The Central Arizona Water Conservation District (CAWCD) is the 15 member governing board who runs the CAP. Their charge is to manage the Central Arizona Project. They are a key player in the negotiations related to keeping water levels on Lake Mead stable. The Salt River Project is an association of water users that is responsible for distributing water from the Salt River to the various groups who have a claim on it. Last week, those two groups agreed to share and swap water rights with the goal of keeping Mead above 1,075’ in depth.

In the agreement, the SRP will deliver 10,000 acre-feet of water to customers they have in common with the CAWCD, from 2021 through 2025. In exchange, the CAWCD will keep 50,000 acre-feet of water in Lake Mead until 2027. They will then make the SRP whole for the 5 years of deliveries they are agreeing to. It is a mechanism to keep water on the Lake. As I said, it does nothing to advance the necessary long-term conservation of the resource, but it was agreed to, and is one of the few remaining DCP deal points left on the table.

The other water item has to do with this person. He is Art Schaap, the owner of the Highland Dairy in Clovis, New Mexico.

Making a living at dairy farming is tough enough. Add pollution from PFC’s, and it becomes an impossible task. You see, Art discovered that 7 of his 13 water wells have been contaminated with PFAS. It is one of the toxins we have found out by DM. Because of that, he has been dumping 15,000 gallons of milk each day, has had to lay off his 40 employees, plans to kill all 4,000 of his dairy cows, and has learned the PFAS levels in his own blood stream are 8 times what is considered to be normal levels. His farm got the PFAS from the nearby Cannon Air Force Base.

Because of the pollution, Art cannot sell the milk, he cannot sell the beef, he cannot sell the cows, and the crops on his property are compromised. The Department of Defense has disclosed over 120 bases where groundwater has been tainted by PFAS.

Our court date for joining the lawsuit against 3M and other PFC product manufacturers is coming up this week. I spoke to a counterpart back in New York last week. The extent of the contamination back there also continues to grow. Tucson Water officials are working closely with Davis-Monthan to gather data that will help us continue to effectively manage the problem in order to ensure we’re not serving water that is even close to the 70 parts per trillion levels the EPA is now calling a health hazard.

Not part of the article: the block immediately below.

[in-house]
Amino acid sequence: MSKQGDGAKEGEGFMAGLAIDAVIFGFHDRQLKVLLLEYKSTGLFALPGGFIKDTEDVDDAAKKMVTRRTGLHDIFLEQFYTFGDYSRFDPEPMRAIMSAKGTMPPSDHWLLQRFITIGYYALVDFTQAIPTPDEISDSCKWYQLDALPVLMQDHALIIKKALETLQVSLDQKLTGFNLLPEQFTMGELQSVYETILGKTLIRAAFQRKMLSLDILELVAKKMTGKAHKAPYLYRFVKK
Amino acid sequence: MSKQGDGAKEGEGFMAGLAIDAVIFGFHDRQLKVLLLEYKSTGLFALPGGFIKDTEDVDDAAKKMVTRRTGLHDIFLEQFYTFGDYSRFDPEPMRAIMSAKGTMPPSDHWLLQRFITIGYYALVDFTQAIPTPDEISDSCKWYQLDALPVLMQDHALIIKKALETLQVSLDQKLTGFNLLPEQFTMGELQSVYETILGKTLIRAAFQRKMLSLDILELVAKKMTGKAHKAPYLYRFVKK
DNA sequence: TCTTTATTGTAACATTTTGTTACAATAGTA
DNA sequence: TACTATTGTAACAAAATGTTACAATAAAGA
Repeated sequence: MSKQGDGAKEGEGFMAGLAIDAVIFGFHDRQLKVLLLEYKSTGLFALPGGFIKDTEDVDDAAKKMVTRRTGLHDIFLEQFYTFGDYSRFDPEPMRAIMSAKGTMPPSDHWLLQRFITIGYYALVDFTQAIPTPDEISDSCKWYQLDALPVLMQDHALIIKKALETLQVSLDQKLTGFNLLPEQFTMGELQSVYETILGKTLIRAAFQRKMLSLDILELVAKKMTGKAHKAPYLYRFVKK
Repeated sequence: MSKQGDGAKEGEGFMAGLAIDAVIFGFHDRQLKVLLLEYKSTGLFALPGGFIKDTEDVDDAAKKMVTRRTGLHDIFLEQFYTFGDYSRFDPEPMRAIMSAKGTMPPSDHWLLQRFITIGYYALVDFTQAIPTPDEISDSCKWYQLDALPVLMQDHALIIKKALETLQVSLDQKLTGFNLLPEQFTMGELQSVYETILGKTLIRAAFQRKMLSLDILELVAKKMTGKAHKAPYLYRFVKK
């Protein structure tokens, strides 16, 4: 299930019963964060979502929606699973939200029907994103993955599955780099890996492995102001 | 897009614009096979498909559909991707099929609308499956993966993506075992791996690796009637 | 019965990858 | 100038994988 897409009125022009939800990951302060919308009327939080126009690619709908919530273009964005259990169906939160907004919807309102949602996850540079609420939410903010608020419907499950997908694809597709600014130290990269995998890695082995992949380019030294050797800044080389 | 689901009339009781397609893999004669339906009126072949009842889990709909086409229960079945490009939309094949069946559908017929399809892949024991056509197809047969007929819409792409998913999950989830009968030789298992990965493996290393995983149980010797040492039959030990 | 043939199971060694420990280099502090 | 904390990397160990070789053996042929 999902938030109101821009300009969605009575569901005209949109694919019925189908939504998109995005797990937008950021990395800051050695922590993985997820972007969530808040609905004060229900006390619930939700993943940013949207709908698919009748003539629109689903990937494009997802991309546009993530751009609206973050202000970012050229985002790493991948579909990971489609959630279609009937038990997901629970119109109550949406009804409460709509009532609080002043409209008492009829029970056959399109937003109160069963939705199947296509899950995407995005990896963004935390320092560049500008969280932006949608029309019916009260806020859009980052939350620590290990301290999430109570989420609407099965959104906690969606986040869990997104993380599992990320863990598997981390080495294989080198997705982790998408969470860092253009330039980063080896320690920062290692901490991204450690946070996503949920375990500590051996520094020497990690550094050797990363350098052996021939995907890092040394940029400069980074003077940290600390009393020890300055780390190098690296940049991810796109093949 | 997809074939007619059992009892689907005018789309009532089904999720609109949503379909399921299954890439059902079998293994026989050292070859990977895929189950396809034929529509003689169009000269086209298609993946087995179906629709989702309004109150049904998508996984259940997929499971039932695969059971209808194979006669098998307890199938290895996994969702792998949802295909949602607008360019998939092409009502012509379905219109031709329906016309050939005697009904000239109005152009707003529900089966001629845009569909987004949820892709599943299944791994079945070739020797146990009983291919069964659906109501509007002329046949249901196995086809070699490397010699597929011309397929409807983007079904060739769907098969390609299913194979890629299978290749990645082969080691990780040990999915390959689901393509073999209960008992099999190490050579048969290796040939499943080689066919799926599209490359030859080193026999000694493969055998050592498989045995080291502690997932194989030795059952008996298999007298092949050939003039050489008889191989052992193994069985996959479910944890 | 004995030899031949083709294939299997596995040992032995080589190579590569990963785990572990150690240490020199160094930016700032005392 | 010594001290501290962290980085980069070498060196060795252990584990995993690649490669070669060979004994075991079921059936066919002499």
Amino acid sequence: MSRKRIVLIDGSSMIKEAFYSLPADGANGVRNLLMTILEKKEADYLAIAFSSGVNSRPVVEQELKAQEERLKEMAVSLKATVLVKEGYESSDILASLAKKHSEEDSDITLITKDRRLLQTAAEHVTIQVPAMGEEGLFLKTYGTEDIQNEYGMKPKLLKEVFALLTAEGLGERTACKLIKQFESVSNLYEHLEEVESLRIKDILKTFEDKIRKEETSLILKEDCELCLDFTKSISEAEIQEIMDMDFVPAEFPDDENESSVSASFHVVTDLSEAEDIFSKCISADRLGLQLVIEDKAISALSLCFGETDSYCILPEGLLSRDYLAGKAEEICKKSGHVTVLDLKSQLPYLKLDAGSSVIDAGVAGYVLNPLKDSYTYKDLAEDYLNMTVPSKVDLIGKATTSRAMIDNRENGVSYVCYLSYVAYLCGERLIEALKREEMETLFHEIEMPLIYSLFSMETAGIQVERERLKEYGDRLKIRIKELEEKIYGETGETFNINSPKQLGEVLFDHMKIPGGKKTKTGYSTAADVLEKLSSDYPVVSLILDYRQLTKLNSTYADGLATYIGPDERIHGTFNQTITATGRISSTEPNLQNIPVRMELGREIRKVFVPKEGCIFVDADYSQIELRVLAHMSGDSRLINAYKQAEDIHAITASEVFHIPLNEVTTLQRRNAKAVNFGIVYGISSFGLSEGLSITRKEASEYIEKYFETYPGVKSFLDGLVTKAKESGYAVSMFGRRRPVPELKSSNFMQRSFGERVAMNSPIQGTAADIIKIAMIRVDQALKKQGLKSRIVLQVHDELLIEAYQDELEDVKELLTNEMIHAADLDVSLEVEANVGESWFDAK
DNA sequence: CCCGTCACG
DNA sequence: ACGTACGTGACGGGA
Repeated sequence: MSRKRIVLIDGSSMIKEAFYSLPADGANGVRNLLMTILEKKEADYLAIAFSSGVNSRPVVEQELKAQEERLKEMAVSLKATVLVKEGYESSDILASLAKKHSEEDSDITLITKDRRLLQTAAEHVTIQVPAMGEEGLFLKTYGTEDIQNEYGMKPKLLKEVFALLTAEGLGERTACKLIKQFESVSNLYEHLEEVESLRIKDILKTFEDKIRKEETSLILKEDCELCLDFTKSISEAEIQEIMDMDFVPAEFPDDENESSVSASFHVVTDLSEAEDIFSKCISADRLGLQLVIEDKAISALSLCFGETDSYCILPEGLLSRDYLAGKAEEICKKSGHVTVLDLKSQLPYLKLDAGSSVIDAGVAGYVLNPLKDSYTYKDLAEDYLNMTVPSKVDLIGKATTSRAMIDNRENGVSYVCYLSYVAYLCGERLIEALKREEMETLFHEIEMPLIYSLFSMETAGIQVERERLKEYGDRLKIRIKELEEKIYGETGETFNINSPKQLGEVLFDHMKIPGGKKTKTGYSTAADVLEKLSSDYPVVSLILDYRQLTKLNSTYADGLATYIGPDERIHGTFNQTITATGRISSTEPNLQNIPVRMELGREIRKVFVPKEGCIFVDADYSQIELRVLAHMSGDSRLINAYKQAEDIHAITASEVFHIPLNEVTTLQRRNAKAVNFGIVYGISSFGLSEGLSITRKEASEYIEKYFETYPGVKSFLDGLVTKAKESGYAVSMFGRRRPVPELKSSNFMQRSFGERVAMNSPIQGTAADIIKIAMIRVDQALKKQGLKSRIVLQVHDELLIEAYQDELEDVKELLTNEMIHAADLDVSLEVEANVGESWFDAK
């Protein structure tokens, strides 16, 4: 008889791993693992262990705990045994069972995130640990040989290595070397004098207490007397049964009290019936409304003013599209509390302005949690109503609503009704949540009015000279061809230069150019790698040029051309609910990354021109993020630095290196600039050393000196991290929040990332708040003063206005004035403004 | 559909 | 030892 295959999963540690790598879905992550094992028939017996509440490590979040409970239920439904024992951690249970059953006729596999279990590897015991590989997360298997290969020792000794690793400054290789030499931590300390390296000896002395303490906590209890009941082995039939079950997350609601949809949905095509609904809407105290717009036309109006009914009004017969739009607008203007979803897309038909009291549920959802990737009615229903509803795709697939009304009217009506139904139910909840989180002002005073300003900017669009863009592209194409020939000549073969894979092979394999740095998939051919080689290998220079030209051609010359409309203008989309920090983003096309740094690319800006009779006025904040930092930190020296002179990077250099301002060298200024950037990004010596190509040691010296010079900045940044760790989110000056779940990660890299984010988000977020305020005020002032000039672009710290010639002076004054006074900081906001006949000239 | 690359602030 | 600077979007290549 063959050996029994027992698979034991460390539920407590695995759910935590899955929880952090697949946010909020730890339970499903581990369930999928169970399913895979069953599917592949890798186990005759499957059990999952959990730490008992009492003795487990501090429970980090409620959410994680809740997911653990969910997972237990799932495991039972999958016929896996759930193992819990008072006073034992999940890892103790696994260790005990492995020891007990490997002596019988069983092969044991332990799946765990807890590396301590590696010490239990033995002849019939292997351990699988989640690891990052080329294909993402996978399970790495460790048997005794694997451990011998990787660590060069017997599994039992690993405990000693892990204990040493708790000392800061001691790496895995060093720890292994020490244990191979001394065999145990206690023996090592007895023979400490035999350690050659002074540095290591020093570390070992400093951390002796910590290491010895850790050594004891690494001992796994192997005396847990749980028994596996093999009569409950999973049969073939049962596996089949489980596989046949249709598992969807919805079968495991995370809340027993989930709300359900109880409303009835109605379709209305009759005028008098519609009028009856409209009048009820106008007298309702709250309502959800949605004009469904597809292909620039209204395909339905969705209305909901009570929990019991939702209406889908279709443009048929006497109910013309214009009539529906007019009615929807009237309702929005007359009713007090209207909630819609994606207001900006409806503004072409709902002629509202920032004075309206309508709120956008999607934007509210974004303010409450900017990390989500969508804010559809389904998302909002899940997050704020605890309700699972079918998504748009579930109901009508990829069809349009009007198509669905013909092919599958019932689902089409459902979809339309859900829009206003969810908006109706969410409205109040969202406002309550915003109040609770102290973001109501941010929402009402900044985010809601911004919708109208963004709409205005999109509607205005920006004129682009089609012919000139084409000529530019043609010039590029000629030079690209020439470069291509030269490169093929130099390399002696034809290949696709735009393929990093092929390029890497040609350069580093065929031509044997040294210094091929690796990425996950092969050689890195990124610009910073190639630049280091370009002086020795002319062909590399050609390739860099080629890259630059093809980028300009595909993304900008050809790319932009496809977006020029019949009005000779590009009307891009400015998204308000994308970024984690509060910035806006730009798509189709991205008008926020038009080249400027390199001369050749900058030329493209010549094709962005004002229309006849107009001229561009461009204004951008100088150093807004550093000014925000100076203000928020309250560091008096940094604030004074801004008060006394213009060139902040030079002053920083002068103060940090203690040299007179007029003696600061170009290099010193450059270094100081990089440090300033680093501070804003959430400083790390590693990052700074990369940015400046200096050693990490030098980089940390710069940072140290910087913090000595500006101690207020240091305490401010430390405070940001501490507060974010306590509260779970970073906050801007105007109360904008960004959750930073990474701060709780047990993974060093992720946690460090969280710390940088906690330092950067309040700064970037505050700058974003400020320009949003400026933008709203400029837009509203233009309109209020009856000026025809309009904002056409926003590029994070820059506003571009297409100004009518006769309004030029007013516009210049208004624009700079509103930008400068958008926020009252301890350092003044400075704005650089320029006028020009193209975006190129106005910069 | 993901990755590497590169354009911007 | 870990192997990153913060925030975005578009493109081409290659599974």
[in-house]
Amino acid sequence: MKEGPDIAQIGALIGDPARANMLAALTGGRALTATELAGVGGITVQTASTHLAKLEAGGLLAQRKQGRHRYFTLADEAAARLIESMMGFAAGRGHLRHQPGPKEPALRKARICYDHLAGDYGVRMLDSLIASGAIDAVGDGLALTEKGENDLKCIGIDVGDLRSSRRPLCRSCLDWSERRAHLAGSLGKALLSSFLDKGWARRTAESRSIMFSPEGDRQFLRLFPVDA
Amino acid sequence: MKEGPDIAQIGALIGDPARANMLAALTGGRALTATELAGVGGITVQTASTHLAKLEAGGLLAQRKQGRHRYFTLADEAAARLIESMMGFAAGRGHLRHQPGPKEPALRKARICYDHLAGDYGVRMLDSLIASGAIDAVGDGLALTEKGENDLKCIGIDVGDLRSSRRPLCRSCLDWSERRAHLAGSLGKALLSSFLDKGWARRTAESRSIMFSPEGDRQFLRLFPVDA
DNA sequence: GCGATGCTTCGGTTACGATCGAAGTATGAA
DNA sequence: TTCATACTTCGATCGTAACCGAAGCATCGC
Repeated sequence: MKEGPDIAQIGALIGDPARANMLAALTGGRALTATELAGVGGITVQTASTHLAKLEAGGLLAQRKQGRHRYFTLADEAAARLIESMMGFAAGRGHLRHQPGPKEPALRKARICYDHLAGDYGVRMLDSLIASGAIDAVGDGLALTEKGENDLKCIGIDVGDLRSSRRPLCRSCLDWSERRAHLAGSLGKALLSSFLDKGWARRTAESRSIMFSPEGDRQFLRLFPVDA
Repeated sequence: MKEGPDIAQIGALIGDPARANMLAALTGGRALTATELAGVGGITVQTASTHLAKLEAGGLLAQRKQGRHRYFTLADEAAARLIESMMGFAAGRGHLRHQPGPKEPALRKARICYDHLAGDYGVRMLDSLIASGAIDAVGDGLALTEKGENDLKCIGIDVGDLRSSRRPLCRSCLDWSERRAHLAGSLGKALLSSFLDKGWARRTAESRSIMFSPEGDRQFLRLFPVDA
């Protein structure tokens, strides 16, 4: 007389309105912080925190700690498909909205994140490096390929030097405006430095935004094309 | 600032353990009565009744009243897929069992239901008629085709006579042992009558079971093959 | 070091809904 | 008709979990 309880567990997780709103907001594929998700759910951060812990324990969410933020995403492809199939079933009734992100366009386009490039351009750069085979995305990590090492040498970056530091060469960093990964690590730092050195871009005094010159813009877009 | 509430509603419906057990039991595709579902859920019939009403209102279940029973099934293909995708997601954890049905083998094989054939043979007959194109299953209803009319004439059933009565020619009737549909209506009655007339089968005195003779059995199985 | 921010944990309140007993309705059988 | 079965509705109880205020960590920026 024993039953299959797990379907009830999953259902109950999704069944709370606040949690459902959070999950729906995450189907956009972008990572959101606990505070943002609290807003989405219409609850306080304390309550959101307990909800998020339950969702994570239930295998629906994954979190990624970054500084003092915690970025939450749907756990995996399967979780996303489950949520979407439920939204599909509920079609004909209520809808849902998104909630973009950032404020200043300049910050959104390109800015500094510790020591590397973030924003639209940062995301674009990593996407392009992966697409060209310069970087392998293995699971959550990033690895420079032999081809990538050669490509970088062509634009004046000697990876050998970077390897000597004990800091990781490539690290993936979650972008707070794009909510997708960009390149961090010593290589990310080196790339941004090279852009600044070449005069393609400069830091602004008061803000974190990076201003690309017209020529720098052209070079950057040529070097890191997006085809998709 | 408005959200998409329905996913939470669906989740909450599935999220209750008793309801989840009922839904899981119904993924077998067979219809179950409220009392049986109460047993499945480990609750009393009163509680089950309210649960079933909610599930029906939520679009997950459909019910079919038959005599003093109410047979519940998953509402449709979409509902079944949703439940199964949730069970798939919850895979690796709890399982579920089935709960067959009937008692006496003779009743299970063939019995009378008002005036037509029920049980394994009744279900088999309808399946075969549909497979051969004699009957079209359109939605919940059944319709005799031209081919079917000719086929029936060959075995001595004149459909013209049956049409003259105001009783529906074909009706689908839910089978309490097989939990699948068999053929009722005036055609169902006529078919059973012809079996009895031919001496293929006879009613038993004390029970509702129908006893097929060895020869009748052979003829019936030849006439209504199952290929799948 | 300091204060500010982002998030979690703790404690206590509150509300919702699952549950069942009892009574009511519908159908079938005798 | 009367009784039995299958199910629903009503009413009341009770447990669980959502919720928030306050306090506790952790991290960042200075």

Promoting Tucson

We continue to get positive publicity as a tourism destination. Most recently, our cycling opportunities have received national attention. Setting aside the snow day we had last week, the reliability of our weather conditions is one of the strong selling points. So are the vistas and scenery bikers can enjoy here.

Tucson was called “Winter Cycling Heaven” by Outside last week. They highlighted our weather, but also pointed to how easy it is for bikers to experience a variety of ‘ecozones’ in just short day trips. The same is true for film producers. Urban centers, trails, mountain riding within microclimates, and each with a network of unique cafes, breweries and restaurants. 

These are some of the many reasons El Tour de Tucson, and biking in general, makes Tucson an international destination for biking tourism.

There is the success of our downtown revitalization. I hear from time to time that we have given too much focus to the downtown economic boom. In fact, it is successful downtowns that often kick start the economic expansion of metropolitan centers’ outskirts. It begins in the center.